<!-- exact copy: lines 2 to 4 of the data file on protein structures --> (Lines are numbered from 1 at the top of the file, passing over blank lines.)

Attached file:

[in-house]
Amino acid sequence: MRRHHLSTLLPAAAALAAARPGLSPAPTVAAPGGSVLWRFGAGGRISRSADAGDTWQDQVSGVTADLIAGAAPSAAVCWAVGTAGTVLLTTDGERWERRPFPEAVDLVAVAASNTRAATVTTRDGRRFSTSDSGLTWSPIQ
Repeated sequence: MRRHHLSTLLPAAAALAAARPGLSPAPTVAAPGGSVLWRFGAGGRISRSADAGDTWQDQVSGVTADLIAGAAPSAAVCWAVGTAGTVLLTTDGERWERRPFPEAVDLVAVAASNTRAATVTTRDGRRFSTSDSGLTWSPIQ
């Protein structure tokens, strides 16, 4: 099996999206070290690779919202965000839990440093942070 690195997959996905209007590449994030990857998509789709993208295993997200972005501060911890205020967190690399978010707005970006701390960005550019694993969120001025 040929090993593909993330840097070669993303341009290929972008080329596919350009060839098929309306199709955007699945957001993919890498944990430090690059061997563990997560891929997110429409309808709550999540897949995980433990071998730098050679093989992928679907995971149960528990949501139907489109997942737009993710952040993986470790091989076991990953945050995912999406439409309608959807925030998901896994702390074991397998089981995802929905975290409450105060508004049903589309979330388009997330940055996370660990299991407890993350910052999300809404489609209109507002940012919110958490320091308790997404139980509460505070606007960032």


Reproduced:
Amino acid sequence: MRRHHLSTLLPAAAALAAARPGLSPAPTVAAPGGSVLWRFGAGGRISRSADAGDTWQDQVSGVTADLIAGAAPSAAVCWAVGTAGTVLLTTDGERWERRPFPEAVDLVAVAASNTRAATVTTRDGRRFSTSDSGLTWSPIQ
Repeated sequence: MRRHHLSTLLPAAAALAAARPGLSPAPTVAAPGGSVLWRFGAGGRISRSADAGDTWQDQVSGVTADLIAGAAPSAAVCWAVGTAGTVLLTTDGERWERRPFPEAVDLVAVAASNTRAATVTTRDGRRFSTSDSGLTWSPIQ
């Protein structure tokens, strides 16, 4: 099996999206070290690779919202965000839990440093942070 690195997959996905209007590449994030990857998509789709993208295993997200972005501060911890205020967190690399978010707005970006701390960005550019694993969120001025 040929090993593909993330840097070669993303341009290929972008080329596919350009060839098929309306199709955007699945957001993919890498944990430090690059061997563990997560891929997110429409309808709550999540897949995980433990071998730098050679093989992928679907995971149960528990949501139907489109997942737009993710952040993986470790091989076991990953945050995912999406439409309608959807925030998901896994702390074991397998089981995802929905975290409450105060508004049903589309979330388009997330940055996370660990299991407890993350910052999300809404489609209109507002940012919110958490320091308790997404139980509460505070606007960032």